A New York attorney representing Beth Holloway traveled to Aruba with the agreement and gave van der Sloot $10,000 in cash during a recorded meeting, according to court records. The indictment says both men then went to a site where the student’s remains were purportedly buried, and Beth Holloway made a wire transfer for $15,000 to van der Sloot’s bank account in the Netherlands.
In the affidavit, the FBI agent wrote that van der Sloot in later emails to the attorney admitted to lying about the location.
Attorney Maximo Altez, who represents van der Sloot, told The Associated Press that he would fight the decision on extradition once he received proper notification from the Peruvian government.
“I am going to challenge that resolution,” Altez said. “I am going to oppose it since he has the right to a defense.”
Van der Sloot could not immediately be reached for comment. More than a decade ago, he told a Peruvian judge that he would fight efforts to be extradited to the U.S.
The governor of Alabama praised the extradition decision and commended the persistence of Beth Holloway.
“Joran van der Sloot’s extradition to Birmingham, Alabama — Natalee’s home for her 18 years — is significant,” Gov. Kay Ivey said in a statement. “Criminals like him are deceptive and vicious. Alabama moms like Beth Holloway are stronger.”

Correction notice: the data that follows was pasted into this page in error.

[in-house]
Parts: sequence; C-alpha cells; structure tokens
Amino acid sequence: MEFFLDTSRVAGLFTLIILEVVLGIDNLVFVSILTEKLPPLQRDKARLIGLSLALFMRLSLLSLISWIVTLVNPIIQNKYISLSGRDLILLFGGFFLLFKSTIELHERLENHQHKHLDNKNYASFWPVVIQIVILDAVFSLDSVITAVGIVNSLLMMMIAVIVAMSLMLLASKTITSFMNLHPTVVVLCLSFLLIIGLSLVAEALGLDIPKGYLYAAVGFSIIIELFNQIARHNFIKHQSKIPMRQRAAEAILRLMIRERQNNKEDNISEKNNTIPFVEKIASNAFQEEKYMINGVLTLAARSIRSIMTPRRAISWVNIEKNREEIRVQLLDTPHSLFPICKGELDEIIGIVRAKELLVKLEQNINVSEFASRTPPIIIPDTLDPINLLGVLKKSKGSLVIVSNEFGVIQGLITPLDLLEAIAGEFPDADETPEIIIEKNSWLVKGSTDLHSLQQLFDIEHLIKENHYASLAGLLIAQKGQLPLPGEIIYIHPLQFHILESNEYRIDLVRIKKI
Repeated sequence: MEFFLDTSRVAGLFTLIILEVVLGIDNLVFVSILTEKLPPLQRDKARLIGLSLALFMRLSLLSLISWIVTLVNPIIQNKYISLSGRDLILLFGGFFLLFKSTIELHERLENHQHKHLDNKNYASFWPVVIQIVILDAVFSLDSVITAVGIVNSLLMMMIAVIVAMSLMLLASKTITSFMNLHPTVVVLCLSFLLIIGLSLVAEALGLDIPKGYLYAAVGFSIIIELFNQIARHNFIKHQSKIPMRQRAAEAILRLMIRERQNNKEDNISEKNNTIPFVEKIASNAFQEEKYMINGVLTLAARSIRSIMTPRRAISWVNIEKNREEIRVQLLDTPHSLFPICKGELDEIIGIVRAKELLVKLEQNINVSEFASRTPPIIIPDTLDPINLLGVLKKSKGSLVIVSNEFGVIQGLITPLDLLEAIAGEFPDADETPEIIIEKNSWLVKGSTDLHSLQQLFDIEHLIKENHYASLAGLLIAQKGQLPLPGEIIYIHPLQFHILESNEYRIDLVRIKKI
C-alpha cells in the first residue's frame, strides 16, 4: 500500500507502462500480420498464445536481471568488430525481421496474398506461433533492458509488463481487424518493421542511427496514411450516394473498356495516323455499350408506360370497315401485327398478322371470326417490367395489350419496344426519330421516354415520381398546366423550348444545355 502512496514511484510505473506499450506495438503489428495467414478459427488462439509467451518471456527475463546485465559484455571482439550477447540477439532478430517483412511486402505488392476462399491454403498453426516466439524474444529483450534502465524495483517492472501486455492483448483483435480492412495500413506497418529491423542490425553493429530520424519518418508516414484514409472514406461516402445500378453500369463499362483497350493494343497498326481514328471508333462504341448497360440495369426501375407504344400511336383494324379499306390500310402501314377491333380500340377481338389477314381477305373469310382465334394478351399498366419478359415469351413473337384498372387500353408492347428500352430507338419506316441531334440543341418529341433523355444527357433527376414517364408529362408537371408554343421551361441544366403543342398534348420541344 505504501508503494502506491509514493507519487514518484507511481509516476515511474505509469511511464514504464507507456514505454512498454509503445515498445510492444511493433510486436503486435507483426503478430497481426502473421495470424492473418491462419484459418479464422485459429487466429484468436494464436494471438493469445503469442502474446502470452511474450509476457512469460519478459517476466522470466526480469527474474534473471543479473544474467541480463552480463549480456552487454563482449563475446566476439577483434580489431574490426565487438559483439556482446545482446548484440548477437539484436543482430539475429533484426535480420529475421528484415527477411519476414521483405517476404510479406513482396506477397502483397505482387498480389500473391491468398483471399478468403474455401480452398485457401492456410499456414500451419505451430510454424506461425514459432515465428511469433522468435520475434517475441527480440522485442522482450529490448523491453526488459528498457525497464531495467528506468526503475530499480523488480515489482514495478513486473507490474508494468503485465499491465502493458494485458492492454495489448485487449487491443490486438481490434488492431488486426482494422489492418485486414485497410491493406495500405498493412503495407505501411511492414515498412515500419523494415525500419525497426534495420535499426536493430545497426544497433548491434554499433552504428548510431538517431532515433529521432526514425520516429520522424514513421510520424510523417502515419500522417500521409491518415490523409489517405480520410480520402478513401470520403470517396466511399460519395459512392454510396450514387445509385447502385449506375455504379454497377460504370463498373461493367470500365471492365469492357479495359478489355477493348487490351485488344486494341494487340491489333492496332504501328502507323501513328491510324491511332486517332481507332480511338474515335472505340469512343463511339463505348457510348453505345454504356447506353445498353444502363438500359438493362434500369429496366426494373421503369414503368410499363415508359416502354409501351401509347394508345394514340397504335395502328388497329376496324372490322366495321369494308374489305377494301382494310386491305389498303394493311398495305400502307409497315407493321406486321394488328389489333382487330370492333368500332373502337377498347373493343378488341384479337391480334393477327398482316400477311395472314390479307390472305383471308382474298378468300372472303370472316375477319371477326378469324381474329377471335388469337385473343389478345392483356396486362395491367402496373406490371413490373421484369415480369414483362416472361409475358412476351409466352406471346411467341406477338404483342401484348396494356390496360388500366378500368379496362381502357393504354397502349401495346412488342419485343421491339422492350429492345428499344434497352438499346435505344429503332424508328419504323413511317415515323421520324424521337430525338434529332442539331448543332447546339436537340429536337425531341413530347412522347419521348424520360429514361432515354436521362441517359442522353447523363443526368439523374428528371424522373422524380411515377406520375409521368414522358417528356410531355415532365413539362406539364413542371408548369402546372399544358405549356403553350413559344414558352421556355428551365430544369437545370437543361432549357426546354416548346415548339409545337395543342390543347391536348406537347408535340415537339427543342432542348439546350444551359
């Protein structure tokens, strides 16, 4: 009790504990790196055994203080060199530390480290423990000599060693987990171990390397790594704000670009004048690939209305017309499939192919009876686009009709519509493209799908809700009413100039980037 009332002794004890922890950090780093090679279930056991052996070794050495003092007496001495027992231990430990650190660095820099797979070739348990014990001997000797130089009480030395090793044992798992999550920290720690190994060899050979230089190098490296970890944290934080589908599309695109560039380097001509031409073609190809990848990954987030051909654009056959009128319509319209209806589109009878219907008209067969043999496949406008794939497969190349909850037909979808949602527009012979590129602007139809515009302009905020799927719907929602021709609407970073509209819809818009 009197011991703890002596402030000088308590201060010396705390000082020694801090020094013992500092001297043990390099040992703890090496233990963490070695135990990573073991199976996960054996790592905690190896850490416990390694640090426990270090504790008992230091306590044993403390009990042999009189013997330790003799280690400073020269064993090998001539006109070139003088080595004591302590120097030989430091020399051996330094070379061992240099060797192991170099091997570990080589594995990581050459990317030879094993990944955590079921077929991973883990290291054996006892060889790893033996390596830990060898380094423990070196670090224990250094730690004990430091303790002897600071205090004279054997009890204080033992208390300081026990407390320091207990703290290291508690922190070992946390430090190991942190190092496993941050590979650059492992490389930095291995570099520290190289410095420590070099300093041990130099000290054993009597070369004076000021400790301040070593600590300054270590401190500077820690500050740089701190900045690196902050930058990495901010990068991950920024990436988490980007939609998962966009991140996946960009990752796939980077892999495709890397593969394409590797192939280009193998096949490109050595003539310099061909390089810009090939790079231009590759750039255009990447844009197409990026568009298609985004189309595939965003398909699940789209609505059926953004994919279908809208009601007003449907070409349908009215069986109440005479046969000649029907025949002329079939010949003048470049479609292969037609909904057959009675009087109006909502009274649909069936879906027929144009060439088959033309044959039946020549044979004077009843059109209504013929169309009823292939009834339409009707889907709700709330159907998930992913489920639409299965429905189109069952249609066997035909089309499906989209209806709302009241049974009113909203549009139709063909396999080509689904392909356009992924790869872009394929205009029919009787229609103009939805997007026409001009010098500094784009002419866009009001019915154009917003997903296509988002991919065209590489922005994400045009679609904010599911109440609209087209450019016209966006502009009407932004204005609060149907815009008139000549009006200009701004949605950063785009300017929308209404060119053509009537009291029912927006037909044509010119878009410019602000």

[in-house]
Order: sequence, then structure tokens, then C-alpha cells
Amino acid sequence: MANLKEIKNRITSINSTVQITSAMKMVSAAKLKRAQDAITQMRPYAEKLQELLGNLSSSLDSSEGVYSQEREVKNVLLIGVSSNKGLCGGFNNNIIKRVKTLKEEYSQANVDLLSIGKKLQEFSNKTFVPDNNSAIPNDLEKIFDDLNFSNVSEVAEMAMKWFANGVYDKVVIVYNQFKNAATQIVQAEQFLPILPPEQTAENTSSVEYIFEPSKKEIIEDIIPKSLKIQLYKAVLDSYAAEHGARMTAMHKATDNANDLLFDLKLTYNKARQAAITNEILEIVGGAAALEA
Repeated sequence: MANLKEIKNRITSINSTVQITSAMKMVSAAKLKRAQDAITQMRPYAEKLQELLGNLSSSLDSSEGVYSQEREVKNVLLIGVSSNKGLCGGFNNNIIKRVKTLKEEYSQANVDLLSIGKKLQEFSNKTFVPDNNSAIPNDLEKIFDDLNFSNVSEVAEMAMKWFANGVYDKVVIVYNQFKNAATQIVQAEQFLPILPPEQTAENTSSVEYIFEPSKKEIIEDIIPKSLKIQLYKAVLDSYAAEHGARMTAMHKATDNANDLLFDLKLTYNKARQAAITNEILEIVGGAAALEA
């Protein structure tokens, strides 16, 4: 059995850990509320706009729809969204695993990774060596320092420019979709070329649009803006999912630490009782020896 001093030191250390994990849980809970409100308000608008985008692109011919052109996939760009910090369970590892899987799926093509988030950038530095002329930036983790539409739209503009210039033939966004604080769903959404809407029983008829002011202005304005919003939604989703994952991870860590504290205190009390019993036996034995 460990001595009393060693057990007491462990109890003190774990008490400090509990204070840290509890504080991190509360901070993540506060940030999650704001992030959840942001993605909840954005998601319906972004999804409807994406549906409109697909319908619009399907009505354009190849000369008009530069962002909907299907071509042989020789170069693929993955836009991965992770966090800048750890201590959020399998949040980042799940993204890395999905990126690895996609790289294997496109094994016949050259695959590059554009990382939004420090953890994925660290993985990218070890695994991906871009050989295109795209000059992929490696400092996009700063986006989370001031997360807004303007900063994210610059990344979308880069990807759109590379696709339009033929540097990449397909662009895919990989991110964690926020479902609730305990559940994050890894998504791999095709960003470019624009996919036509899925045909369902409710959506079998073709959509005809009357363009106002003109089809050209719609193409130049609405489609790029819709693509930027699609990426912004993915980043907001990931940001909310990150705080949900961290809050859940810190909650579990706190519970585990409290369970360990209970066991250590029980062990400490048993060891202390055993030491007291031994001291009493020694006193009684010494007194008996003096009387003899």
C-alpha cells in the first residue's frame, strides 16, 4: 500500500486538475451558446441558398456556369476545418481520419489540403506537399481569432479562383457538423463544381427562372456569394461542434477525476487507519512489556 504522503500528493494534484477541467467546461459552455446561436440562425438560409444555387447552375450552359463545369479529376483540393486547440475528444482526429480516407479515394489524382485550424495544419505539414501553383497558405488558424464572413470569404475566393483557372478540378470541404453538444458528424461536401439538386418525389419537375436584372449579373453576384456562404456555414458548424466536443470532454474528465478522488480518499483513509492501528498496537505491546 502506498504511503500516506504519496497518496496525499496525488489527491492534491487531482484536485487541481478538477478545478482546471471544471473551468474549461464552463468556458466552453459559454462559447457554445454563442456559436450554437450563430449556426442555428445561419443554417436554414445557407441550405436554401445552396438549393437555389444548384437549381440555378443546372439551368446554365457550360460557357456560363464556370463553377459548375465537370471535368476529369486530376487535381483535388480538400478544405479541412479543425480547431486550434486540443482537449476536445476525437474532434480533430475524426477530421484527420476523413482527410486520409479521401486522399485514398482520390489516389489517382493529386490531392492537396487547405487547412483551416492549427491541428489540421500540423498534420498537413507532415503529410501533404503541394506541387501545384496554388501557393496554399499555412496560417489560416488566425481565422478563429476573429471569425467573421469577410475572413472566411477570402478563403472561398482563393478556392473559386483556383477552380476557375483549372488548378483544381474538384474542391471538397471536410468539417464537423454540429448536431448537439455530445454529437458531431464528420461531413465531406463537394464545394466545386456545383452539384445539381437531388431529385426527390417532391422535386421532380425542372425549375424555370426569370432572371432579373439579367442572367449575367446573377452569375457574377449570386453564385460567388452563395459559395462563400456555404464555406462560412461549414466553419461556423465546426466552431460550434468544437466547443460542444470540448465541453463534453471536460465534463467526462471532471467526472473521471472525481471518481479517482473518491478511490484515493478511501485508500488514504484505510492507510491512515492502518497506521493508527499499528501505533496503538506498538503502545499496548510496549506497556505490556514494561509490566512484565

Van der Sloot married a Peruvian woman in July 2014 in a ceremony at a maximum security prison. He has been transferred from prisons in response to reports that he enjoyed privileges such as television, internet access, and a cellphone, and accusations that he had threatened to kill a warden.
The announcement from the Peruvian government Wednesday marks the second high-profile extradition decision between the two countries in less than three weeks. In late April, former Peruvian President Alejandro Toledo arrived in Lima after being extradited from the U.S. to face charges he allegedly received millions of dollars in bribes in a giant corruption scandal.
Associated Press writer Regina García Cano reported from Mexico City. AP journalist Kimberly Chandler in Montgomery, Alabama, contributed to this report.